The Takeaways

My younger brother is the first of the siblings to have a life threatening health crisis. This was not his first emergency, either. It is a sobering reminder that when we get to be middle aged, it’s not just our parents whose health can slide downhill. It’s our own brothers and sisters as well. It’s our same aged friends too. It is a wakeup call to be prepared for the reality that we don’t live forever and we need to appreciate one another while we can.
The other lesson here is the importance of having a signed healthcare directive. My brother didn’t want to be bothered with his, but he put a terrible burden on the rest of us by not signing it. We are his only family. We are the ones the doctors ask: if his heart or his breathing stops, what do you want us to do? The necessity for this legal document was ever so apparent in this crisis. Please consider this. My brother is only 63. This could happen to anyone. If you love your family, decide for yourself what you want to happen when you face a possible end of life situation. It was sudden and without warning for my brother. He didn’t have the ability to tell us what he wanted. We had to decide for him. I am glad he survived. And if he is able to understand me and to write his name, the first order of business will be to get that document signed. One stroke frequently leads to another, as we know.
A healthcare directive is also called a healthcare proxy, an advance directive or a power of attorney for healthcare. If you don’t have one, please do it. You can find one free on the internet in your own state. A lawyer is not equipped. If you have an estate plan, competent lawyers will include this as part of your plan. If you’re not sure what your lawyer did for you, do ask. Be sure the person you appointed as the decision maker has a copy of this document. It can save your loved ones a lot of distress.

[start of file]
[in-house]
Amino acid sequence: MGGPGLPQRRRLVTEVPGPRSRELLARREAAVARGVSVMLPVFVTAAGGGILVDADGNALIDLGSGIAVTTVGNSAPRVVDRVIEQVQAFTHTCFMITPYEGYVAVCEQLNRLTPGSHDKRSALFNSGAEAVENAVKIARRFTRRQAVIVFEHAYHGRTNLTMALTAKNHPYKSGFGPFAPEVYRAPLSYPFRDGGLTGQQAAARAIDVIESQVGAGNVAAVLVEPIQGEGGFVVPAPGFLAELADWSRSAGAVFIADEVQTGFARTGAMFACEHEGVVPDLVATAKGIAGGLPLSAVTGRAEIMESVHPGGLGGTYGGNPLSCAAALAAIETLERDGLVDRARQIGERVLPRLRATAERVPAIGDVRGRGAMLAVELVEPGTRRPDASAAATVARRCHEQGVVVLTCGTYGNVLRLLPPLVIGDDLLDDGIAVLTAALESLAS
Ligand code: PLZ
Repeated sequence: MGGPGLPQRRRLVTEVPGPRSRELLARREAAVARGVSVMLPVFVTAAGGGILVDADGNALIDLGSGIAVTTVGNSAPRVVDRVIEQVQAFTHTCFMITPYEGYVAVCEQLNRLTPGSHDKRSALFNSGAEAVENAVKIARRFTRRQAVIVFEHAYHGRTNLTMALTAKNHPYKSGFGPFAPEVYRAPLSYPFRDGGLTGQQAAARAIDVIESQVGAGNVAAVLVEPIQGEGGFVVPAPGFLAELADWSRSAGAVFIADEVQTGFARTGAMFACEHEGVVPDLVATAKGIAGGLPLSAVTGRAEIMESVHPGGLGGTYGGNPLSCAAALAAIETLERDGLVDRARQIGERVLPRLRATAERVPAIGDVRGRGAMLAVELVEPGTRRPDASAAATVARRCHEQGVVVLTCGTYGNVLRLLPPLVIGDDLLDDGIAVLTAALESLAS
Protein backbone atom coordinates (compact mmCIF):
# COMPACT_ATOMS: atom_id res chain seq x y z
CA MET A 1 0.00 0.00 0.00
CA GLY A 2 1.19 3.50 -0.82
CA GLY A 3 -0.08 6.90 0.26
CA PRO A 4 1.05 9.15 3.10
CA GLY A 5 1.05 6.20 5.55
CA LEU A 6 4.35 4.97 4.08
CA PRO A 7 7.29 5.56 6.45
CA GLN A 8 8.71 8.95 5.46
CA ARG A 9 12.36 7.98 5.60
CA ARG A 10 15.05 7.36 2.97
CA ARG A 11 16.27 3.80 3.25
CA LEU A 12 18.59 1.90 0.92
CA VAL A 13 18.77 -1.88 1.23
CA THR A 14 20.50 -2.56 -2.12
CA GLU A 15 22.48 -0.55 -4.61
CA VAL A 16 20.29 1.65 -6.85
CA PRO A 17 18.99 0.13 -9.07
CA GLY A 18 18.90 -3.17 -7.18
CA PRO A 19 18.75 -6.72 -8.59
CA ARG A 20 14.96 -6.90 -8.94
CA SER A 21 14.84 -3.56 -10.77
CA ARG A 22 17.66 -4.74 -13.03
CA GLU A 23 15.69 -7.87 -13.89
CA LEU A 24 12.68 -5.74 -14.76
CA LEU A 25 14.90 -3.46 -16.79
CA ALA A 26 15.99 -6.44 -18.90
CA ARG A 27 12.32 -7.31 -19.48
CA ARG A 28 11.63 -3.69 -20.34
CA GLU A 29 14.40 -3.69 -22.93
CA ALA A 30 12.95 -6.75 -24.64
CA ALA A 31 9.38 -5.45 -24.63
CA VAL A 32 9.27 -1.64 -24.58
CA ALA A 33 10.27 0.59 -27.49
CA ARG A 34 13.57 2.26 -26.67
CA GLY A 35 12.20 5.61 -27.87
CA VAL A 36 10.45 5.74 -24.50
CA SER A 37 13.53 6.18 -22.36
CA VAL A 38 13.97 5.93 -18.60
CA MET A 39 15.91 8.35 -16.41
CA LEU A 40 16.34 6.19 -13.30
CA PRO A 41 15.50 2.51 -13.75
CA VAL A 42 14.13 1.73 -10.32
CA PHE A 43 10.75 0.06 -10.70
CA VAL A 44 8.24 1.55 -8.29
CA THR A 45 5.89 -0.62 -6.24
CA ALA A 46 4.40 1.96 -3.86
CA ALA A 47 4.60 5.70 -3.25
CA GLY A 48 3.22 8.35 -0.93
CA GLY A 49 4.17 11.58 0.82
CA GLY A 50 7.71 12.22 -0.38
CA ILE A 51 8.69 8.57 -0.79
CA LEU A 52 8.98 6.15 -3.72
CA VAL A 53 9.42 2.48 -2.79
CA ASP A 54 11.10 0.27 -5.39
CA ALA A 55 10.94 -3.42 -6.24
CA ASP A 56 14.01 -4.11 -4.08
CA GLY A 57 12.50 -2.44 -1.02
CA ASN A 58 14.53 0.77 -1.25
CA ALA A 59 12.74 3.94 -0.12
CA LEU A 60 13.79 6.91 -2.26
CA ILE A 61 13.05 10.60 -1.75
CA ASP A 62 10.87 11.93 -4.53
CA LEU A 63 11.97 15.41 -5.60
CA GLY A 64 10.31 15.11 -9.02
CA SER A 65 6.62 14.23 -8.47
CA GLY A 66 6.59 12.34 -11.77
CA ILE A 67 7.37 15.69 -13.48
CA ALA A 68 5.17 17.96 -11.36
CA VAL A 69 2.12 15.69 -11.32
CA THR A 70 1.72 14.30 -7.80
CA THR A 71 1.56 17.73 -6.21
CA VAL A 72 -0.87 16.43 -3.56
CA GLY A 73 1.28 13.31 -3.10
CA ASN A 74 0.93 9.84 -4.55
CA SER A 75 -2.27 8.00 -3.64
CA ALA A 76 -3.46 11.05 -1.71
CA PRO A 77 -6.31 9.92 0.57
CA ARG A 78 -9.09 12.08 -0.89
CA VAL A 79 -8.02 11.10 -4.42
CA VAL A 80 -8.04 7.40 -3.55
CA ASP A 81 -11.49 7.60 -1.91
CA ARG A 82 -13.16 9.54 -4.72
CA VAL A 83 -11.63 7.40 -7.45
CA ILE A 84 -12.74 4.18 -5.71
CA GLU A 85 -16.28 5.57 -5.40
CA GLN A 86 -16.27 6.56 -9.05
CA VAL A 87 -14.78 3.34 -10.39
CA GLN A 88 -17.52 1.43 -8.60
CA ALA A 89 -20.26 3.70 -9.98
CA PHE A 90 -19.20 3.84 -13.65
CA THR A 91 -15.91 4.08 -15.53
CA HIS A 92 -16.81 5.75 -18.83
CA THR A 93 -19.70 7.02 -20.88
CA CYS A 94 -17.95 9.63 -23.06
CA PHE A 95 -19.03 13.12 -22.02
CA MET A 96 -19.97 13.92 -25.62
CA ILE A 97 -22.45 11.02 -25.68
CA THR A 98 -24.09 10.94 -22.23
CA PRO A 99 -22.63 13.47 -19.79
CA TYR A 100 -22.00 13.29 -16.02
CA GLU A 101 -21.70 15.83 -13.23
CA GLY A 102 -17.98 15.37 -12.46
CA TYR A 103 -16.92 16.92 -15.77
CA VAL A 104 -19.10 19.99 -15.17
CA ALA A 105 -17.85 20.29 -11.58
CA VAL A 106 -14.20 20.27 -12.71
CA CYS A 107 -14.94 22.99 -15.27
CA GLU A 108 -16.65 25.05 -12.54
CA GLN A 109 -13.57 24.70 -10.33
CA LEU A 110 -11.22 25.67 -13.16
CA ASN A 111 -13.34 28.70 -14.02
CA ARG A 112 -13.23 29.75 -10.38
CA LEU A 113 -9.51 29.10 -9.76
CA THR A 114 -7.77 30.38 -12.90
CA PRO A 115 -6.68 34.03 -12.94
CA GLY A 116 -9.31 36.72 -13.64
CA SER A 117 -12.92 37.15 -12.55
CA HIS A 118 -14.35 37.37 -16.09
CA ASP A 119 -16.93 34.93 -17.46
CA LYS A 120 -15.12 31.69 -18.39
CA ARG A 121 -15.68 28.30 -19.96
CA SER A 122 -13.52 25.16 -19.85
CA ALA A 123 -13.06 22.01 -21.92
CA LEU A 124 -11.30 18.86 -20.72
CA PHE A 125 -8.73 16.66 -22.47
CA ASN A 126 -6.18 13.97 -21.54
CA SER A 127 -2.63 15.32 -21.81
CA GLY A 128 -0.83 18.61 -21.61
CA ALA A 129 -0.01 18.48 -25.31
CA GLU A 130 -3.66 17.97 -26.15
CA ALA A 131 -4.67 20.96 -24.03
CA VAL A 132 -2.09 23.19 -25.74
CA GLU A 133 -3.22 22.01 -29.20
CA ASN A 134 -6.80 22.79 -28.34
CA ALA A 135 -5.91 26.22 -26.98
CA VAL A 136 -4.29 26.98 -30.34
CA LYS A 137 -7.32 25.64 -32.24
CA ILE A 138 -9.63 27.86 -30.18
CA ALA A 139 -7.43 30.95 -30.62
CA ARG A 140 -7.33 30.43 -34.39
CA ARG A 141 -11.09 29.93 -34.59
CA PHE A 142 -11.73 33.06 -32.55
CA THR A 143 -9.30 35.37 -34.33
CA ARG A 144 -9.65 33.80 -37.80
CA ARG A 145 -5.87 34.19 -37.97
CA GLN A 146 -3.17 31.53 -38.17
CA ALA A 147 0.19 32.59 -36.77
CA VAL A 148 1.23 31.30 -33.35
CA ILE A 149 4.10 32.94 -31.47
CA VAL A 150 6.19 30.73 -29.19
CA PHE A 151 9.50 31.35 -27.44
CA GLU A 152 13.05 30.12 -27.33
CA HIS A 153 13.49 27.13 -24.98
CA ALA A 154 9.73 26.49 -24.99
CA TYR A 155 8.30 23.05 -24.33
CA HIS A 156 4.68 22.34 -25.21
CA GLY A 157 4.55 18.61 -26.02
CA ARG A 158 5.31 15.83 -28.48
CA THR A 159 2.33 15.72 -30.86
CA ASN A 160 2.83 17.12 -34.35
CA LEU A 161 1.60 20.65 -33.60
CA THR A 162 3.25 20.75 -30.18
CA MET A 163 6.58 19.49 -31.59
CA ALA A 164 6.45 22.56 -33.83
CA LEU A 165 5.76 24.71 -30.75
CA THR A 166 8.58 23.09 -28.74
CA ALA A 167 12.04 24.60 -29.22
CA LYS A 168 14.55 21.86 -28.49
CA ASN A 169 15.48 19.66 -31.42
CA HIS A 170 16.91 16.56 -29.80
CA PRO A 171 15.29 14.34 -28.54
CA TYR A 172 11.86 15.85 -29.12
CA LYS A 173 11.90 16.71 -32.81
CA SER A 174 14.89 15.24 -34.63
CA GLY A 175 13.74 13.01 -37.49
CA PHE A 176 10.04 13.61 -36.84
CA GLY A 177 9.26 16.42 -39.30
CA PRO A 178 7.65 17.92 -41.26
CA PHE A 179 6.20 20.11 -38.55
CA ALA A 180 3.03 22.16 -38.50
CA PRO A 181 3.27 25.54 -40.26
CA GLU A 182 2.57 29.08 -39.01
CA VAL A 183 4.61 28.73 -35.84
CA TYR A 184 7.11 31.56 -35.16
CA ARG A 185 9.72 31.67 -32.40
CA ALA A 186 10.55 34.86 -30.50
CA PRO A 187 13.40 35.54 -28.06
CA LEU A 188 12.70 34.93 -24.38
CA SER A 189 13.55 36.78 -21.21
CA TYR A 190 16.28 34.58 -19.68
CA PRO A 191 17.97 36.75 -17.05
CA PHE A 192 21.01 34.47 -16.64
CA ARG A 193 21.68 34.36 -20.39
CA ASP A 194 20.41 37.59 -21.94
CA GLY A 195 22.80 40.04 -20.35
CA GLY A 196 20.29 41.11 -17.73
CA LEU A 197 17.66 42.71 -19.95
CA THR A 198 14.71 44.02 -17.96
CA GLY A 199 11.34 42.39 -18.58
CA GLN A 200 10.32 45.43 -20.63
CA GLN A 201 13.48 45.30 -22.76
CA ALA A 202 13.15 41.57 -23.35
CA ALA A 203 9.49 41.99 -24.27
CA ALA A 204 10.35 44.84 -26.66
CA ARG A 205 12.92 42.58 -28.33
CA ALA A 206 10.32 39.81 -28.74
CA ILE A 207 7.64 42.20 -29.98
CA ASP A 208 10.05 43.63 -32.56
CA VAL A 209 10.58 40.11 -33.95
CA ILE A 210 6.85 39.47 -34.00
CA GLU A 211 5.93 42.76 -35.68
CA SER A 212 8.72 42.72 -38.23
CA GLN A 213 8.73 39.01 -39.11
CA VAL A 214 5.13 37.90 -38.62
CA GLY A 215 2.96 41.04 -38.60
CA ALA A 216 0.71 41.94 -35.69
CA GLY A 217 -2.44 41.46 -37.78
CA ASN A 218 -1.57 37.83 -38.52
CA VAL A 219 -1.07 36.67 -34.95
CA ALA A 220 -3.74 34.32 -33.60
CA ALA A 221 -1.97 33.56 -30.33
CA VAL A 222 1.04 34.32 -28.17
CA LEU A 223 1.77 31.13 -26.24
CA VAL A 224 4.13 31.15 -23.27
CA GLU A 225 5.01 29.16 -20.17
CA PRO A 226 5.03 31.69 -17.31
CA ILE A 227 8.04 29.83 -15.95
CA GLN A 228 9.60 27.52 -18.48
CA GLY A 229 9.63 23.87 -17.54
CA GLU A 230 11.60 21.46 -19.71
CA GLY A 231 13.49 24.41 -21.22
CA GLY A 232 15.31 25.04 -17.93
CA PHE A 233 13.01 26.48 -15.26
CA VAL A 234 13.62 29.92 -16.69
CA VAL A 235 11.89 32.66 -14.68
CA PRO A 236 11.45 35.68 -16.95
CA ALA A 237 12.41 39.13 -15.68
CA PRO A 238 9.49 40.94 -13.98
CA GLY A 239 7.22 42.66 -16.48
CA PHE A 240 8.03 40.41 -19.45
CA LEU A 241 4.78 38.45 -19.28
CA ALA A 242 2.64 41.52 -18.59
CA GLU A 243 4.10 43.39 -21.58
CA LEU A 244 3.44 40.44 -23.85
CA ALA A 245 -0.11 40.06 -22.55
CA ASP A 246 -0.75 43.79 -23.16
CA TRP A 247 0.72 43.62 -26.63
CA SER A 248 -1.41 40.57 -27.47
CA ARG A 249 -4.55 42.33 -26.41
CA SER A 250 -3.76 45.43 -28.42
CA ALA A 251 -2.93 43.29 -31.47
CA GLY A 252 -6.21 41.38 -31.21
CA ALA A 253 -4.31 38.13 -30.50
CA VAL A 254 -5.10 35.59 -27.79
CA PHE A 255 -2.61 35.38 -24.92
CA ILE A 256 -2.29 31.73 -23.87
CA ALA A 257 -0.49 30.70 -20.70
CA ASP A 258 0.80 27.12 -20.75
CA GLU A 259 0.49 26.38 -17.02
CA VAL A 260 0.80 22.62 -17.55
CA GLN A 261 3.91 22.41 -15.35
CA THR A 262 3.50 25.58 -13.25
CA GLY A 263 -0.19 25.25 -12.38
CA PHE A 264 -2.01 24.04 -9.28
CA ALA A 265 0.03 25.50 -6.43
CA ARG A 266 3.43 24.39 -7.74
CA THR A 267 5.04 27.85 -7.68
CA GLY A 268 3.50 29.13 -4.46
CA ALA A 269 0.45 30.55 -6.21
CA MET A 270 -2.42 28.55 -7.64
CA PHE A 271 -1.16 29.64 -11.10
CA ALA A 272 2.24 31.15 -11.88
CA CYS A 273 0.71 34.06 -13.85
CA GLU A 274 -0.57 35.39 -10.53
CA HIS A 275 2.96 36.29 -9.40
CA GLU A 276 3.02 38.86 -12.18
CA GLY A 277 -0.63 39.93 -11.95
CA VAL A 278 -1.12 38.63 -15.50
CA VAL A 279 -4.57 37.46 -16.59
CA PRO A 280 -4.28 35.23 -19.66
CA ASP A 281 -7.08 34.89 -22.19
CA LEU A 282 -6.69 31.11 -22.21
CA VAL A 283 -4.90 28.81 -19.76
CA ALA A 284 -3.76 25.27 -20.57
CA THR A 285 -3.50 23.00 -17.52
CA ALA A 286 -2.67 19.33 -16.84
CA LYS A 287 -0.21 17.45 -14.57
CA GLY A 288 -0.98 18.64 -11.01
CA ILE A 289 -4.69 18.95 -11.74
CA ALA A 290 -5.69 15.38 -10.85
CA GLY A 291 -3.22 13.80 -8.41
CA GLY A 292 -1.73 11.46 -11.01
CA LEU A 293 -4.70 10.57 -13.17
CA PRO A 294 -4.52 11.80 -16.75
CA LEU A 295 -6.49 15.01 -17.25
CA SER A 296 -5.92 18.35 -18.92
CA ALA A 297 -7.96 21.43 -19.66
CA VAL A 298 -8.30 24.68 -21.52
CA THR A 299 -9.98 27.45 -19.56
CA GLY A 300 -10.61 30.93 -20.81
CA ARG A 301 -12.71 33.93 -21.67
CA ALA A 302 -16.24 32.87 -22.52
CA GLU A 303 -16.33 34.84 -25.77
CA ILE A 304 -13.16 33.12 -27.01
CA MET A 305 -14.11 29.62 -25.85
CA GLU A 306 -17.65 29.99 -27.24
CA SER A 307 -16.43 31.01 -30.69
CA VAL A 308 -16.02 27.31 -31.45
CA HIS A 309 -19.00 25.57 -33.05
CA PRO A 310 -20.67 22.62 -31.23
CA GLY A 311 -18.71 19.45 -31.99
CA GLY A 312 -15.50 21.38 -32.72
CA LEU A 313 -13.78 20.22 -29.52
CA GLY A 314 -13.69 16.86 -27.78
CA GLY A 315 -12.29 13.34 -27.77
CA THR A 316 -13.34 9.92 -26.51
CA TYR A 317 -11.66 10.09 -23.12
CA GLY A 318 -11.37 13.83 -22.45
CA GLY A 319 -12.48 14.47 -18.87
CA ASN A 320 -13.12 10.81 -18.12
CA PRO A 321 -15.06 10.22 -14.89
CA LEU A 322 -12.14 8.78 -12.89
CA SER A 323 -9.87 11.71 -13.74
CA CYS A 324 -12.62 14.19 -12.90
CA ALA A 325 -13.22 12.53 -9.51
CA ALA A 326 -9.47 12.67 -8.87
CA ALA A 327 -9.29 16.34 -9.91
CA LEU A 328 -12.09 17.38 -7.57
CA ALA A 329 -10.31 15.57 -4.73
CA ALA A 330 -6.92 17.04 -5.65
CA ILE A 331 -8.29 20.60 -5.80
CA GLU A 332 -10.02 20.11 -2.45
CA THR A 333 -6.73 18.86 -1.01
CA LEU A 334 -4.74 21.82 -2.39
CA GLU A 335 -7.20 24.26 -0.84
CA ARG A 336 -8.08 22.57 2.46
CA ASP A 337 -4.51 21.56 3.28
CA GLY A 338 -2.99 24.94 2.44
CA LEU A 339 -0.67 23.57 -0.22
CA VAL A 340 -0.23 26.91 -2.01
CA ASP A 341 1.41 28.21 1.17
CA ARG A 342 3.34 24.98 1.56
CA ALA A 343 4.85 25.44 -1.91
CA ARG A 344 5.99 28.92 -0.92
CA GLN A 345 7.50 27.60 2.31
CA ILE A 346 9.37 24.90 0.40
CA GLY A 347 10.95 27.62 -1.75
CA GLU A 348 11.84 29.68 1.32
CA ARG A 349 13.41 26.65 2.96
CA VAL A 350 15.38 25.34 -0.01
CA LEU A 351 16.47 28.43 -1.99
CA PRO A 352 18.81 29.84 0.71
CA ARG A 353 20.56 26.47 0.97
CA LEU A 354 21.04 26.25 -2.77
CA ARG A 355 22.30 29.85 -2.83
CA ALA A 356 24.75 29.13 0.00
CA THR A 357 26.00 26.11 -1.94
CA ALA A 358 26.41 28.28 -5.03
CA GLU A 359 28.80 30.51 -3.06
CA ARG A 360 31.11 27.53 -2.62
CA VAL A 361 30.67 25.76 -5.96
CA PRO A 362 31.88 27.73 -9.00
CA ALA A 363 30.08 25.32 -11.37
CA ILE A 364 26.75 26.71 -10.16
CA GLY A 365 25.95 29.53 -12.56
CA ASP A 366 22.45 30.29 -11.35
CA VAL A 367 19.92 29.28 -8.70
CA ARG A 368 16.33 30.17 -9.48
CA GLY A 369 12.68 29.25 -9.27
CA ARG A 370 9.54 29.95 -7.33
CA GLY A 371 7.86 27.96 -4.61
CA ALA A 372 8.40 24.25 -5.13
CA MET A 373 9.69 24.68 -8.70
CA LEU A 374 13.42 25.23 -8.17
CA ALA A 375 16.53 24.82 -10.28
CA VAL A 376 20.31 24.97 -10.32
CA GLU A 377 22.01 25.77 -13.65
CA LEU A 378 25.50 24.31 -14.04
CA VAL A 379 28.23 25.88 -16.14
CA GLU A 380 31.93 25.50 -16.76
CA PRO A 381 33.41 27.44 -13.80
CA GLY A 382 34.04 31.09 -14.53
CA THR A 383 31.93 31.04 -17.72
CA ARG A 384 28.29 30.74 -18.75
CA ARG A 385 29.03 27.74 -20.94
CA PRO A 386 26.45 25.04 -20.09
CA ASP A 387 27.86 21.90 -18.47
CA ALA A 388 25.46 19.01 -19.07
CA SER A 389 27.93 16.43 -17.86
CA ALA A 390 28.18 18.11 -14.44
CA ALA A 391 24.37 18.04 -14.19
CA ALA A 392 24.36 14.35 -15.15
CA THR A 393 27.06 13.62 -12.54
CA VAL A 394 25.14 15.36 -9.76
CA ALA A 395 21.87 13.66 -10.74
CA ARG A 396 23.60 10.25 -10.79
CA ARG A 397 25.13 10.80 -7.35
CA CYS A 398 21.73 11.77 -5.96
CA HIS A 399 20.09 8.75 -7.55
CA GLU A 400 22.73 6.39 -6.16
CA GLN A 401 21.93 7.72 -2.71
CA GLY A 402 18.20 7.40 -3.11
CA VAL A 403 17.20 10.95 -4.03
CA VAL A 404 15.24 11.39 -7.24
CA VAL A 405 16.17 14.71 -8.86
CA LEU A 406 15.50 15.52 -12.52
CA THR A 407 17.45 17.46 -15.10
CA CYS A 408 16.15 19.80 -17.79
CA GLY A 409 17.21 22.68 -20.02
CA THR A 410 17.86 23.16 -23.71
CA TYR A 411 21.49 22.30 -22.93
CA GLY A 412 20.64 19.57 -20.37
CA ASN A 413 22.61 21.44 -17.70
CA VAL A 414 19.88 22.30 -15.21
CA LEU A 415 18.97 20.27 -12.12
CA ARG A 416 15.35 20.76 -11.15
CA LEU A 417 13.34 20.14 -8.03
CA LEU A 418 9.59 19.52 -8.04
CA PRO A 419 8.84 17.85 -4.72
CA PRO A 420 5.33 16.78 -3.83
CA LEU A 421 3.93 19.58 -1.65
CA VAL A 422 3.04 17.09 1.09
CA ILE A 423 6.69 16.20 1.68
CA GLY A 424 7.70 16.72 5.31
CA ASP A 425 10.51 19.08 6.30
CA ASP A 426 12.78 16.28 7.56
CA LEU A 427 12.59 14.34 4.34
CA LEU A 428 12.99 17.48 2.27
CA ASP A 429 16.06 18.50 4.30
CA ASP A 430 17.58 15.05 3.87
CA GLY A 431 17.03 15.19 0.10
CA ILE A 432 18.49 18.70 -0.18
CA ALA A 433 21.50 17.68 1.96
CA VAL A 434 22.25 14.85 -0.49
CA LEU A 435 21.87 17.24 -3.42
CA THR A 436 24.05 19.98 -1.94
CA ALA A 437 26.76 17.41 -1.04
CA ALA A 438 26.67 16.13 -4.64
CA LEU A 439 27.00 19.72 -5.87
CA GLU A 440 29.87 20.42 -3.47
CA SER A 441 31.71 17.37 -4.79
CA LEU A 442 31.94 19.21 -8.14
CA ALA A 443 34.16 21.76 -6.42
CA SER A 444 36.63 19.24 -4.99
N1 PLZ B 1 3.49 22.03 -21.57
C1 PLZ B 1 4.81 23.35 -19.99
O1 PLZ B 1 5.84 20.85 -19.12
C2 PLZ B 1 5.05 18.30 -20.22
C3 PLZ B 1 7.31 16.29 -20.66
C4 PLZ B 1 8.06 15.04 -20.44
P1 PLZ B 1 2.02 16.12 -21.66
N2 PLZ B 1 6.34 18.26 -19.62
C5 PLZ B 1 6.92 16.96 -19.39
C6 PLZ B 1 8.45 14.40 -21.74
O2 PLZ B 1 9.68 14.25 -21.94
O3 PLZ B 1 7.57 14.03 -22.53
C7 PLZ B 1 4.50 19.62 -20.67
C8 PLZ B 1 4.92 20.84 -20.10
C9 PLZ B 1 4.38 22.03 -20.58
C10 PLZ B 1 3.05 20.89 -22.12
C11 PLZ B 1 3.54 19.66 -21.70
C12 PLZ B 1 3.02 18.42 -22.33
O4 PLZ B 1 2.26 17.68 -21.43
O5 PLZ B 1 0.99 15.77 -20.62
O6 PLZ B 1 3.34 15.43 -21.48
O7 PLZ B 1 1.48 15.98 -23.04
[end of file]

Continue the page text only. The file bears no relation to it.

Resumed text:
And finally, the intangible: do presence, love, attention, kind thoughts and wishes have a healing effect? From here, it sure looks like it. If you believe it, please send my younger brother some love. His name is Robert.
Until next time,
Carolyn Rosenblatt

Join the discussion 2 Comments

  • Carolyn,
    I am in the same boat with my brother. He is 55 and has been found with Lung Cancer and Afib. He has a 16 year old daughter and his wife died 3 years ago. He has nothing in order either. I have spoke to lawyer and have the beginning papers I need and she will come and do this with him. He looked at it today, but only asked a few questions. It is a tough thing to have to nag him about, but it is so serious!
    Also with this, you did not mention is that FMLA does not cover siblings. I am losing time at work with hopes nothing will happen about my job.
    Thanks for sharing, you made me feel as if I am not alone!

    • Kathy,
      You are taking on a lot of responsibility and my heart goes out to you. Yes, we do have to nag our loved ones to get the legal paperwork done. It’s for our sake as well as theirs.
      Carolyn Rosenblatt